Madras High Court: In a writ petition filed against the order of Central Administrative Tribunal, the division bench of V.M. Velumani and R. Hemalatha*, JJ. held that the petitioner has erred in making a claim that there was no approval for the issuance of charge memo. The Central Administrative Tribunal was right in holding that the petitioner’s case had no merits.
In the case at hand, the petitioner joined the Customs Department as Appraising Officer in 1993 and was promoted to Indian Revenue Service in the year 2003. In 2009, he was issued with a charge memo prior to which he was placed under suspension. There were two charges against him one pertaining to unauthorised absence from duty from 05-01-2007 and the second one pertaining to observing hunger strike in his native town for seven days from 03-02-2009 to 90-02-2009 in support of Sri Lankan Tamils and for writing a letter to the President of All India Congress Party criticizing the policies of the Congress Government especially regarding the Indo-Sri Lankan Peace Accord. Later, after inquiry, an order was issued inflicting the penalty of pay-reduction by three stages for a period of three years.
The petitioner’s representation addressed to the President of India did not yield any response and his subsequent representation citing certain procedural lapses on the part of the employer were not responded. In the meanwhile, the petitioner had also obtained certain information under Right to Information (‘RTI’) based on which he had approached the Central Administrative Tribunal in which a miscellaneous application was filed for condonation of delay. The delay was condoned. However, the original application was dismissed as devoid of merits. This is the subject-matter in the instant writ petition.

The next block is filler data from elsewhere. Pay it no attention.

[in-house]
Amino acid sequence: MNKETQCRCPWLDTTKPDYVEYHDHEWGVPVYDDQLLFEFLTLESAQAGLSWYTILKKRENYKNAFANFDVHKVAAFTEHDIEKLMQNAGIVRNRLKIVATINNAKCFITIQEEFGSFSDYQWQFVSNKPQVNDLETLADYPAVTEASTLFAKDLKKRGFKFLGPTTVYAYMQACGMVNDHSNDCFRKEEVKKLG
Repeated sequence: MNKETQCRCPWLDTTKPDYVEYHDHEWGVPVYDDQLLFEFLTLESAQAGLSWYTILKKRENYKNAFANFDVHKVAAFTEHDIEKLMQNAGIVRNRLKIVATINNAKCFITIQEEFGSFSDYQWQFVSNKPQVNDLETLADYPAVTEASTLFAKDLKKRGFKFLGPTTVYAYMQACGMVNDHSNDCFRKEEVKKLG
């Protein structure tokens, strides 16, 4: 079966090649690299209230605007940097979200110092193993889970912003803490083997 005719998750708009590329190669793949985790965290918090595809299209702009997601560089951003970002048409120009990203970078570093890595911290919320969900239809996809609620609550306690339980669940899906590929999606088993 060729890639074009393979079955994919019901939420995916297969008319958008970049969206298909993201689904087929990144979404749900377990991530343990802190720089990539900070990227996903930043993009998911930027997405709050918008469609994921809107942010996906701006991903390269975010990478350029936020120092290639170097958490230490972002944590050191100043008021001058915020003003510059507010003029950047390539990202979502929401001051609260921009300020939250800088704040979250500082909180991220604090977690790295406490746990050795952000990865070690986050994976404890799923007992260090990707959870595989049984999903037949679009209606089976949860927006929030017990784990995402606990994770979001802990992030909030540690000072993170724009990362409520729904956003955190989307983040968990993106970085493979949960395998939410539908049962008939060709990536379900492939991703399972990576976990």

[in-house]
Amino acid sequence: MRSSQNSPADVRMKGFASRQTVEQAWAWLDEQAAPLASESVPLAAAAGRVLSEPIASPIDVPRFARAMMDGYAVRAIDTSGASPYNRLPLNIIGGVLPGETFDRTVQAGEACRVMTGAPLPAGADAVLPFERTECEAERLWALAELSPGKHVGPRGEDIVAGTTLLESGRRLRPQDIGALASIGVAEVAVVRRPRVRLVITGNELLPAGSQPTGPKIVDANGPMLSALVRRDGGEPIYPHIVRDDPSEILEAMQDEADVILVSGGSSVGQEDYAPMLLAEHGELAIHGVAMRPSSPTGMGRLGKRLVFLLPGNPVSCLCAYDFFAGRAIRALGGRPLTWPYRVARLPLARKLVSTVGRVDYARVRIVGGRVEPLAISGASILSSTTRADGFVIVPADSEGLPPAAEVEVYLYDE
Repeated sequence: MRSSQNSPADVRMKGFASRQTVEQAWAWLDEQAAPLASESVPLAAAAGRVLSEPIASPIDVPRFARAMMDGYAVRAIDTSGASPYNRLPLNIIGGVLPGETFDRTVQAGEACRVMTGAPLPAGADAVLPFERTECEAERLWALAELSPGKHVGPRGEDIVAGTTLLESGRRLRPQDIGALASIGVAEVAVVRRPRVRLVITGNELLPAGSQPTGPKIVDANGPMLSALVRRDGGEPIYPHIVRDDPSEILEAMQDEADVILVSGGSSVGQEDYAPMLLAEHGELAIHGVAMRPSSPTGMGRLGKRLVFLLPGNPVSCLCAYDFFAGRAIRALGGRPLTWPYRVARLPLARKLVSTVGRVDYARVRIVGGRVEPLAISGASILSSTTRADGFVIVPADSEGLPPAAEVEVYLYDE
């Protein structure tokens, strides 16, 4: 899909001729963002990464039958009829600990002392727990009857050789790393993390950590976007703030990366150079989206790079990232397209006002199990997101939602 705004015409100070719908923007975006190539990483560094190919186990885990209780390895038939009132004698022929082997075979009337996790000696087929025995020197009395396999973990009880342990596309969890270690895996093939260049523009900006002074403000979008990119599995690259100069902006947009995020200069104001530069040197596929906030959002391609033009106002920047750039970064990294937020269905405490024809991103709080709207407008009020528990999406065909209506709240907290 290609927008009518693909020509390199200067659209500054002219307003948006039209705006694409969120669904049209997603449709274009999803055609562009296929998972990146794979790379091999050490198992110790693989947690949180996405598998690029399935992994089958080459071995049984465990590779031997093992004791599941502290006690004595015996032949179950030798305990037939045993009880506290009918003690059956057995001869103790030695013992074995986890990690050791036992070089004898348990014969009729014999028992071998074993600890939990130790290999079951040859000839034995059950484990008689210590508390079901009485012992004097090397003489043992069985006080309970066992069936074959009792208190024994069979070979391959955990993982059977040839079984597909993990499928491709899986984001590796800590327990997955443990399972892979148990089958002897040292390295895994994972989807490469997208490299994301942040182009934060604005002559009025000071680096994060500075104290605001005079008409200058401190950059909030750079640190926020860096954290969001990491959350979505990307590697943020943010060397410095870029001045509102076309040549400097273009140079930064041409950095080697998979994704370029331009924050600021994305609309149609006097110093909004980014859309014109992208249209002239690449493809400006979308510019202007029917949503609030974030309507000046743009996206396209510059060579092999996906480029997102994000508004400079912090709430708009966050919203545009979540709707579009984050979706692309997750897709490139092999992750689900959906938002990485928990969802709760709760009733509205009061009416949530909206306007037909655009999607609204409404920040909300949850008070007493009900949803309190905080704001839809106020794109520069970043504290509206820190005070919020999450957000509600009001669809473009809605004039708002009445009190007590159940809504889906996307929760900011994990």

The Court after scrutiny of all the relevant records presented and relied upon by both the sides, said that it is abundantly clear that the petitioner did not raise any objection till the enquiry proceedings were over and even after he expressed his desire to opt for voluntary retirement in 2017. The petitioner had applied for resignation in 2009 at a time when the enquiry proceedings were pending and subsequently his application for voluntary retirement was made in 2017 when he had received a second charge memo for certain alleged lapses. The Conduct Rules of any Government servant clearly prohibit being a member of any political party or openly expressing support or opposing any Government Policies. It is true that the petitioner showed his empathy towards his fellow Srilankan Tamil crisis, but as a Government servant he ought to have restrained himself in expressing his opinion.
The Court further said that the petitioner has not denied the misconduct. Therefore, after having accepted the punishment awarded to him and also, having undergone the financial implication of the said punishment, the petitioner has come up with another issue challenging the first charge memo issued in 2009.
The respondents had clearly substantiated that the finance minister as the competent authority had approved of the initiation of disciplinary proceedings for major penalty under Rule 14 of Central Civil Services (Classification, Control and Appeal) Rules 1965 in which the draft charge memo was also approved. Therefore, there is no dispute as to whether approvals were obtained for initiation of disciplinary proceedings and issuance of charge memo.
Thus, the Court held that the petitioner has erred in making a claim that there was no approval for the issuance of charge memo. The Central Administrative Tribunal was right in holding that the petitioner’s case had no merits.
*Order by: Justice R. Hemalatha.
[B. Balamurugan v The Secretary, 2023 SCC OnLine Mad 1530, decided on 10-03-2023]
Advocates who appeared in this case :
For Petitioner: B. Balamurugan, Party in Person;
For Respondents: Senior Panel Counsel V. Sundareswaran.